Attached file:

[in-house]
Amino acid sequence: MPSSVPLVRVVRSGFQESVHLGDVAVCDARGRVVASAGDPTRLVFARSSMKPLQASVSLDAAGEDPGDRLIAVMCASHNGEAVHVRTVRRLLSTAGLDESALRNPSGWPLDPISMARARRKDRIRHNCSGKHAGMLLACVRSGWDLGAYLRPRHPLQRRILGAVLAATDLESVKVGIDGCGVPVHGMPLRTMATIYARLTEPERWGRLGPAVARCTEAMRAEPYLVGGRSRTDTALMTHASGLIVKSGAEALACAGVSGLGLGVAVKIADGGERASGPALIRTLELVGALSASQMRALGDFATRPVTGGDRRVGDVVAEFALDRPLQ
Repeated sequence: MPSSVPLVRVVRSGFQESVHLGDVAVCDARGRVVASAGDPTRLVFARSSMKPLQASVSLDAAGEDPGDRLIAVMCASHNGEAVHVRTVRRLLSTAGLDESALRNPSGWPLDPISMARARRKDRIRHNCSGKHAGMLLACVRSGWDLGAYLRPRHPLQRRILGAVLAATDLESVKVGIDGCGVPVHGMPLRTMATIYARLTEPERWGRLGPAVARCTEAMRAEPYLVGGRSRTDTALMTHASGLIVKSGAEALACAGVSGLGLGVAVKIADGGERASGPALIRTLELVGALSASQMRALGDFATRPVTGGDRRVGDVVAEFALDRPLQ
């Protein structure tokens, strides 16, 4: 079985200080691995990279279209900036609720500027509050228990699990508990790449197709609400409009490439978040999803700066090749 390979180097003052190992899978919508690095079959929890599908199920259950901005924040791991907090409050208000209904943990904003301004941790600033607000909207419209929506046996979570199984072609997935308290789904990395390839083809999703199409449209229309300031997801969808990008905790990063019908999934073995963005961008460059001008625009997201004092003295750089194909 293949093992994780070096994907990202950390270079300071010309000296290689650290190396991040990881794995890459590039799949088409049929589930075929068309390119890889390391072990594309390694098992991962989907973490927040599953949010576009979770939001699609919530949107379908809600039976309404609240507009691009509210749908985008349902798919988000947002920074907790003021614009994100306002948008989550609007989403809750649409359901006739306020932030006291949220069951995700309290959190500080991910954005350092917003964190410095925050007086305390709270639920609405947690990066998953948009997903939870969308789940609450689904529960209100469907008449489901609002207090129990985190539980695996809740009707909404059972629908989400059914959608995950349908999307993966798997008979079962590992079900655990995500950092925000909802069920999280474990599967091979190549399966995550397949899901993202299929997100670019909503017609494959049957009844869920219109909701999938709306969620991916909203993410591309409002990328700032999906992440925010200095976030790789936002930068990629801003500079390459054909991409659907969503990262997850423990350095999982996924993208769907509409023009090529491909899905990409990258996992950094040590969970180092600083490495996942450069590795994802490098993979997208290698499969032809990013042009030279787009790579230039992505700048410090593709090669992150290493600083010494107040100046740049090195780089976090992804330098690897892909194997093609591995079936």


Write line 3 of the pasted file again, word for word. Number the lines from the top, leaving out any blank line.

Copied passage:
Repeated sequence: MPSSVPLVRVVRSGFQESVHLGDVAVCDARGRVVASAGDPTRLVFARSSMKPLQASVSLDAAGEDPGDRLIAVMCASHNGEAVHVRTVRRLLSTAGLDESALRNPSGWPLDPISMARARRKDRIRHNCSGKHAGMLLACVRSGWDLGAYLRPRHPLQRRILGAVLAATDLESVKVGIDGCGVPVHGMPLRTMATIYARLTEPERWGRLGPAVARCTEAMRAEPYLVGGRSRTDTALMTHASGLIVKSGAEALACAGVSGLGLGVAVKIADGGERASGPALIRTLELVGALSASQMRALGDFATRPVTGGDRRVGDVVAEFALDRPLQ